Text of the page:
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A Mixed Bag of Questions from Petals

post #1 of 5
Thread Starter 

Welcome to Cheftalk Steve , it is such a pleasure. I have some questions that I would like your thoughts on; 

 

Is there such thing as  “fall off the bone tender” ribs ?

 

When cleaning my grill for the next bbq I usually fire it up and give it a good brushing, is there anything else I should do to keep it clean ?

 

I am used to making fresh conch salad in various ways but have never grilled it, can you suggest an idea as to what would be the best technique for grilling it ?

 

What is the best way to deal with a flare-up ?

 

I really enjoy cooking oysters on the bbq , is there a recipe or flavor you like more than others ?

 

Can you please tell me what was the most satisfying , exotic bbq you have every experienced ?

 

Thank you for taking the time to answer any one of these questions. Please know that your show just inspires !

 

Merci, Petals.

 

Petals
Réalisé avec un soupçon d'amour.

Served Up
(168 photos)
Wine and Cheese
(62 photos)
 
Reply

Petals
Réalisé avec un soupçon d'amour.

Served Up
(168 photos)
Wine and Cheese
(62 photos)
 
Reply
post #2 of 5

Good ?'s. I'm interested in those too. T-Y. 


Edited by IceMan - 5/25/11 at 8:19pm
post #3 of 5

Whoa! Lots of questions here, Petals... I'll do my best. 

 

Yes, there certainly are such things as "fall-off-the-bone-tender" ribs. But they are not a standard of excellence. (And many have been violated by being boiled first. Never boil ribs.) Ribs should still have a bit of chew when properly cooked. My book Raichlen on Ribs (Workman, 2006) will put you on the path to rib enlightenment.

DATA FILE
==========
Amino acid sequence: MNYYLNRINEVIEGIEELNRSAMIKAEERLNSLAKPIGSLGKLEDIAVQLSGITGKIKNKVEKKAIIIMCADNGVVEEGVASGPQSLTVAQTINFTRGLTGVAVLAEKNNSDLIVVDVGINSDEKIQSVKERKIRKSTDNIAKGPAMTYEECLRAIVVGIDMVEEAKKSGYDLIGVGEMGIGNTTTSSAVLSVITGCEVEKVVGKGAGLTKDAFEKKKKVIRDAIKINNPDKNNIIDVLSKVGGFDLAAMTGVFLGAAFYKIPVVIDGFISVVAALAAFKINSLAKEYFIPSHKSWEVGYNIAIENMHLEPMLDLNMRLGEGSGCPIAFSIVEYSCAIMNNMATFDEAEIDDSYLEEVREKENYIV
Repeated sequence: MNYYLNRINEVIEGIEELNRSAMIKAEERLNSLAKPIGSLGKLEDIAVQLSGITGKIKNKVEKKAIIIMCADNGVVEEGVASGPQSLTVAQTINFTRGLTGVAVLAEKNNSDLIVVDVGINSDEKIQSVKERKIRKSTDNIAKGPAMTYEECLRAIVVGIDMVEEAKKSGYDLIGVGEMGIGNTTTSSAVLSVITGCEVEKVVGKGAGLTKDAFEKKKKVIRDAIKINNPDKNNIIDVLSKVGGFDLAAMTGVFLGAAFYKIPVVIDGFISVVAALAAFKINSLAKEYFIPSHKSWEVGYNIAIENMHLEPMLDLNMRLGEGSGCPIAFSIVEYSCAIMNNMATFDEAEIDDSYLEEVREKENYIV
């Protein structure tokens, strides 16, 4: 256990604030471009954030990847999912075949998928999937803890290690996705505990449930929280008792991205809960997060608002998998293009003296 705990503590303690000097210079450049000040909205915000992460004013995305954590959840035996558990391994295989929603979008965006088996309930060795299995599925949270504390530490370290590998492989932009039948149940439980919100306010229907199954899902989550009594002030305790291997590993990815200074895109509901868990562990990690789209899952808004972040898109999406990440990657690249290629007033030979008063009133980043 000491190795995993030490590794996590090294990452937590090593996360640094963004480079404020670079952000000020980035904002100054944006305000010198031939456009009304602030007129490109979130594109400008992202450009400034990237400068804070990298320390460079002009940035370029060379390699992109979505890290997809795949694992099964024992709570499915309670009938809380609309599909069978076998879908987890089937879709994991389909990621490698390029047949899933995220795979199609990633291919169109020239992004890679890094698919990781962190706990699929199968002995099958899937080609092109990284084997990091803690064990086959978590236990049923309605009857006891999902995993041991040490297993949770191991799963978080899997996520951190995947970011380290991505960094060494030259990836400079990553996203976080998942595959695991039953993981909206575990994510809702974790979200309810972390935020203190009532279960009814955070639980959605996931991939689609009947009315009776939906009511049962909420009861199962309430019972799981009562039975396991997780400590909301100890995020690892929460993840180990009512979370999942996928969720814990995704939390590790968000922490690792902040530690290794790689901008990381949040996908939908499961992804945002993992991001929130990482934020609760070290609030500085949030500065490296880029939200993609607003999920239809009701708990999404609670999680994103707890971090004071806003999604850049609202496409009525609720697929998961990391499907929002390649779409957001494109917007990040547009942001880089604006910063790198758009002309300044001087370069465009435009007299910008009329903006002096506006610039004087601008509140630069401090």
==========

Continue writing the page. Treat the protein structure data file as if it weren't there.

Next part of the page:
You don't say if you have a gas or charcoal grill, but keeping the grill grate clean by brushing it while it's hot (both before and after grilling) is a great habit. From time to time, you'll have to pay attention to the rest of the grill. 

 

Conch, as you know, is notoriously tough. Pound the devil out of it, then marinate before grilling quickly over medium-high heat. Cut into small pieces for serving. (Grilled conch salad would be awesome!)

 

Flare-ups: My advice is to keep 30 per cent of the grill grate free--a kind of "safety zone"--that you can move food to if a flare-up occurs. Fattier meats and foods coated with butter or oil really incite these unwanted intersections of food and flame. If a flare-up turns into a conflagration, you'll hopefully have a charged fire extinguisher at the ready.

 

Oysters: We like ours' on the half shell, doused with a little tequila and topped with Chipotle Barbecue Sauce and a little grated asiago cheese. We like shellfish so much that I designed a special rack to hold these tippy little bivalves: Find it (and the barbecue sauce) at www.grilling4all.com.

 

Most satisfying barbecue? It was my privilege to get a private cooking lesson in Cambodia from a woman who lost her entire family during the brutal rule of the Khmer Rouge. It took place in a modest hut on stilts in Siem Reap. Unforgettable.

 

 

post #4 of 5
Thread Starter 

Thank you so much from the bottom of my heart for your replies, your last comment brought tears to my eyes........I am so grateful that you share your experiences with us, it enlightens us on the word, "Humanity".

 

Your food experiences in your books are fascinating.

 

Merci Tellement !

 

Petals.

 

 

 

 

Petals
Réalisé avec un soupçon d'amour.

Served Up
(168 photos)
Wine and Cheese
(62 photos)
 
Reply

Petals
Réalisé avec un soupçon d'amour.

Served Up
(168 photos)
Wine and Cheese
(62 photos)
 
Reply
post #5 of 5

Thank you so much, "Petals".  It's my privilege to be here on ChefTalk, and I appreciate the intelligence of your questions and the sentiments in your last post. 

 

 

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